in Sect. 3. In the conclusion section, the relation of these aspects of
relaxation theory to later work by Redfield is commented on.

A discussion of the Lindbladian form is presented beforehand, from a simple and very direct approach which possesses useful didactics, thereby allowing non-experts to appreciate the essence of the formalism without going into a full review of the mathematical details involved in a rigorous proof. Since the Lindbladian approach is rather new to the NMR literature, it can be helpful to have a more facile presentation. Those readers interested in more details can find valuable sources in Bengs and Levitt (2019), Manzano (2020), and Gyamfi (2020).

In addition to the Lindbladian form of Bloch's generalized theory of relaxation, we take advantage of the opportunity to highlight Bloch's and Hubbard's early, and also largely unrecognized, contributions to the dynamics of spin locking and rotating-frame relaxation. Together these aspects form a basis for a renewed interest or, at the very least, a new and greater appreciation of these classic publications.

The original publications on the Lindbladian form are of a very mathematical flavor, both for the case of finite dimensions (Gorini et al., 1976) as well as for a general Hilbert space (Lindblad, 1976). Because of these combined efforts, the Lindbladian form is also often referred to as the GKSL equation (Gorini–Kossakowski–Sudarshan–Lindblad). For finite dimensional problems, as is pertinent to NMR applications, it is possible to offer a straightforward method of construction that is reasonably motivated and which uses elementary operator algebra. What follows below is very much ex post facto, and it was developed by the author after reading Bengs and Levitt (2019). It is not without precedent however. In an interesting historical overview of the Lindbladian form (Chruscinski and Pascazio, 2017), one can find examples of nearly identical approaches and even a very early use of the Lindbladian form by Landau in 1927. For a very readable tutorial and overview, Manzano and Gyamfi are recommended. For strictly mathematical proofs on the semi-group, Gorini (1976) and Lindblad (1976) should be consulted. The reader should not interpret what follows as a replacement of the rigorous mathematical proofs of the semi-group. The key to the approach is in the importance of matrix factoring. Indeed, matrix factoring in terms of Kronecker products is an essential ingredient in the mathematical proofs, but its role is not often explicitly highlighted in the manner given here. Matrix products also arise in a straightforward manner when relaxation theory is approached by way of weak coupling perturbation theory for the spin system and the bath, so in this case the spin matrices are already factored. Along the way, the simplest Lindbladian, i.e., the one used for exchange in NMR and which involves the factoring of the identity operator, is presented.

As an ansatz, one can start from a *generalized* “state vector” dynamics, governed by a general complex operator *M*

In Eq. (1), *M* generalizes what is usually the Hamiltonian, so the
equation, in a purely analogous manner, represents a type of “time-dependent Schrodinger equation” for a finite number of states. From the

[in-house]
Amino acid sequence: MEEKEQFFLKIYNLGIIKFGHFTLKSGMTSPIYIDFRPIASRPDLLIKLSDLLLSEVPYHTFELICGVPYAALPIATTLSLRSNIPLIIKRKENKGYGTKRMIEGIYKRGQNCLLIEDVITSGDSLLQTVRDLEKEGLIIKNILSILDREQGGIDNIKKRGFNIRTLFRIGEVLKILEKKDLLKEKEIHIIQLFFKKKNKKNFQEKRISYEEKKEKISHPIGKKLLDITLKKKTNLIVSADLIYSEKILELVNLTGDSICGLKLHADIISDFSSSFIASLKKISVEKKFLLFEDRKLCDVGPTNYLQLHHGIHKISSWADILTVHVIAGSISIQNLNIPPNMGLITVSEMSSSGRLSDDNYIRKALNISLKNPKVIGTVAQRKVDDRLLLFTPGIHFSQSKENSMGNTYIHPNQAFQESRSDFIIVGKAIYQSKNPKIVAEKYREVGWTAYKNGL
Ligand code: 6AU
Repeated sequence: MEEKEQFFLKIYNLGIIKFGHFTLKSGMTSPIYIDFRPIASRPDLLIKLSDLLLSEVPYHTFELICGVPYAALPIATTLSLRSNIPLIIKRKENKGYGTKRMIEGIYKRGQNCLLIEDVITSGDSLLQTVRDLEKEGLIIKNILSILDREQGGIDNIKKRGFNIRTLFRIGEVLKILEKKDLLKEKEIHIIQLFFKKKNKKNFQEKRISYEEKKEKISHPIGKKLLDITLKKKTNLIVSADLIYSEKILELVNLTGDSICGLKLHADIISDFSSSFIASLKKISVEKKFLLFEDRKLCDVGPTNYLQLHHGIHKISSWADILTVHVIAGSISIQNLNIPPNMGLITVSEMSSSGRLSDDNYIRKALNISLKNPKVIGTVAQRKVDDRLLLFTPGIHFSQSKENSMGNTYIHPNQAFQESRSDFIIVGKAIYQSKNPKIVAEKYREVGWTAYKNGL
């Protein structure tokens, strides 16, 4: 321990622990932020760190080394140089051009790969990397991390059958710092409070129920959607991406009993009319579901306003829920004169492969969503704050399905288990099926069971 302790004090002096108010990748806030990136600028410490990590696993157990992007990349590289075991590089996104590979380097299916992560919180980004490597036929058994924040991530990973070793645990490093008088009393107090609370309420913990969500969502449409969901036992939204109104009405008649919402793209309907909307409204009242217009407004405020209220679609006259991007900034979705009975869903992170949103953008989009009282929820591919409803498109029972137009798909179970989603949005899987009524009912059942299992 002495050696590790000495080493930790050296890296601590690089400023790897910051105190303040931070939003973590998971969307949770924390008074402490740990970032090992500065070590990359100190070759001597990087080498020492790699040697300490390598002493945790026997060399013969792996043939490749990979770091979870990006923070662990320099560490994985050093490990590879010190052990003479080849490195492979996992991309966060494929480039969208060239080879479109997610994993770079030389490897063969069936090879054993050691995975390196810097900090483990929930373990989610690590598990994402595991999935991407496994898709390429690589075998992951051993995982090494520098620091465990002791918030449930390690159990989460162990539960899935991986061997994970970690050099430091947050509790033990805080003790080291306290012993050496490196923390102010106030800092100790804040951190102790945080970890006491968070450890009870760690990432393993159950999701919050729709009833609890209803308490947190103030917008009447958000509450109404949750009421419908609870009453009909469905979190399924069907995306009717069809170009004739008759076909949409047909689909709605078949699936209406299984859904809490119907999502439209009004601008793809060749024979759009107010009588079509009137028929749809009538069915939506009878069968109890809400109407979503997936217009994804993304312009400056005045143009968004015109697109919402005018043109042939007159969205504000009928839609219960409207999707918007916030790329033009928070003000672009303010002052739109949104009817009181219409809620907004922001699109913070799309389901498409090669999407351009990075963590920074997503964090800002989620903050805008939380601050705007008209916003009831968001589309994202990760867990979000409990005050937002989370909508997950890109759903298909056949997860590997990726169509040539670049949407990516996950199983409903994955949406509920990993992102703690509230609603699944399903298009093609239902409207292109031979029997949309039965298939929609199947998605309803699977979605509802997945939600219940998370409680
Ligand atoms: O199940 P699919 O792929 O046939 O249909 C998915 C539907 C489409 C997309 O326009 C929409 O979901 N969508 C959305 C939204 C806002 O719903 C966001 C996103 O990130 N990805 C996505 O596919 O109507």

vector components *c*_{i}, we construct a Hermitian rank-one “density
operator” with elements

The square of all rank-one operators are proportional to themselves, *ϱ*^{2}=*α**ϱ*, so in this case $\mathit{\alpha}=\mathrm{\Sigma}{c}_{i}{c}_{i}^{\ast}$. However, keep in mind that the converse does not hold
true. The terminology of “rank” has a number of variants, and in this
section we adopt the usage common in the theory of linear vector spaces (Halmos, 1958).

The terms “state vector” and “density operator” have been placed in quotation marks to emphasize their heuristic labels at this early stage of the construction. The dynamics of this “density operator” are given by

The solution to Eq. (3) can be expressed as

Of course, Υ(*t*) is not unitary since *M* is not necessarily
skew Hermitian. After some type of ensemble averaging, the “density
operator” will *no longer be rank one* and will take on the character of a general Hermitian operator.
This construction is a simple adaptation of the procedure delineated by
Landau and Lifschitz (Landau and Lifschitz, 1977). Conservation of probability $\mathrm{Tr}\left(\dot{\mathit{\varrho}}\right)=\mathrm{0}$ does not hold for Eq. (3), but we are now just two
steps away from rectifying that shortcoming. An application of *Cartesian decomposition* allows any
operator to be written in the form

where *H* is Hermitian (*H*=*H*^{†}) and *A* is anti-Hermitian ($A=-{A}^{\mathit{\u2020}}$),
which explains why the notation has been used. The reason for the particular
numerical factor of $-\mathrm{1}/\mathrm{2}$ in front of *H* will be revealed below. The dynamics
can then be expressed in terms of commutators [*x*,*y*] and anti-commutators
*{**x*,*y**}*

Only the anti-commutator term contributes to $\mathrm{Tr}\left(\dot{\mathit{\varrho}}\right)=-\mathrm{Tr}\left(H\mathit{\varrho}\right)$. If *H* possesses a non-trivial factoring such that
*H*=*N**N*^{†}, conservation of probability can be non-trivially restored by
adding a term in *N*^{†}*ϱ**N*, due to the cyclic properties of the
trace operation Tr(*N*^{†}*ϱ**N*)=Tr(*N**N*^{†}*ϱ*) . The augmented dynamics are then transformed into the
famous Lindbladian form: